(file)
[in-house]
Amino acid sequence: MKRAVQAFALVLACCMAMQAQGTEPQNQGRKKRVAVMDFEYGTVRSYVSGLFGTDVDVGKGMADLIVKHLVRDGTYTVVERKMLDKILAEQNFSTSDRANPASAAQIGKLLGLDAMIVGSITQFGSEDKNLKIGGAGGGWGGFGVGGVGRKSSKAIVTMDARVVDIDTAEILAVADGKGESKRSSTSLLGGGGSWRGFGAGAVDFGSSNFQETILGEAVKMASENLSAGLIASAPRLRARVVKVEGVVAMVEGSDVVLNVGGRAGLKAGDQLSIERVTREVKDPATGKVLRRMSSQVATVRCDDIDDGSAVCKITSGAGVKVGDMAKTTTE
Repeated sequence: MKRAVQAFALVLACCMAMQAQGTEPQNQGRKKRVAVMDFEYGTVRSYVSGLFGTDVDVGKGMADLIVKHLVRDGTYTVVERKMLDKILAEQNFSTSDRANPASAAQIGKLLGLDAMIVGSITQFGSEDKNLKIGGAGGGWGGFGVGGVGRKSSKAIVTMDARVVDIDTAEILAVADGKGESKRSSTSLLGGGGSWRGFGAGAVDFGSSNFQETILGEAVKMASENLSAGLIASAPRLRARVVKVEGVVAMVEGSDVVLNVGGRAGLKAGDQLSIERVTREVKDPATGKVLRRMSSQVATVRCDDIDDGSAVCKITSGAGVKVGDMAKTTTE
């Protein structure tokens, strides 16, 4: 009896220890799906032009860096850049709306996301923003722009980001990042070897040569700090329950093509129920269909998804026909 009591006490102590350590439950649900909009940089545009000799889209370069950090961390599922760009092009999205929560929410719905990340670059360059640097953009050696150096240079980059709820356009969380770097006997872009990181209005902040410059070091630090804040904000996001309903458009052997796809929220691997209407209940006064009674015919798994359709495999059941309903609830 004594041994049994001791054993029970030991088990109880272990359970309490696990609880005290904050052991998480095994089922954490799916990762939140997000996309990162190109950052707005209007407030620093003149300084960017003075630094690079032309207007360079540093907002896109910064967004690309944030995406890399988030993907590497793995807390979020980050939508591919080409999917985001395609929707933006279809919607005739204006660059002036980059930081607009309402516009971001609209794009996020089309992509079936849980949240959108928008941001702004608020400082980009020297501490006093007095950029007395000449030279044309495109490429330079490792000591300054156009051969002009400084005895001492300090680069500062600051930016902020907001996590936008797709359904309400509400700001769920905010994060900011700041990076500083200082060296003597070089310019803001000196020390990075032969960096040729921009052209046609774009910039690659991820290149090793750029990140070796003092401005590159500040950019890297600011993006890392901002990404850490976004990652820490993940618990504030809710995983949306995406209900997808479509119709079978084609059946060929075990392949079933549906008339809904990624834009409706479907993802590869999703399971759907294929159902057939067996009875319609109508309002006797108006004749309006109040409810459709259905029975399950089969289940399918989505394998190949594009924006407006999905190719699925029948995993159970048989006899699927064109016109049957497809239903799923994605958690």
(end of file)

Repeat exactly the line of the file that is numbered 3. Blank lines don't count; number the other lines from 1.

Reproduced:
Repeated sequence: MKRAVQAFALVLACCMAMQAQGTEPQNQGRKKRVAVMDFEYGTVRSYVSGLFGTDVDVGKGMADLIVKHLVRDGTYTVVERKMLDKILAEQNFSTSDRANPASAAQIGKLLGLDAMIVGSITQFGSEDKNLKIGGAGGGWGGFGVGGVGRKSSKAIVTMDARVVDIDTAEILAVADGKGESKRSSTSLLGGGGSWRGFGAGAVDFGSSNFQETILGEAVKMASENLSAGLIASAPRLRARVVKVEGVVAMVEGSDVVLNVGGRAGLKAGDQLSIERVTREVKDPATGKVLRRMSSQVATVRCDDIDDGSAVCKITSGAGVKVGDMAKTTTE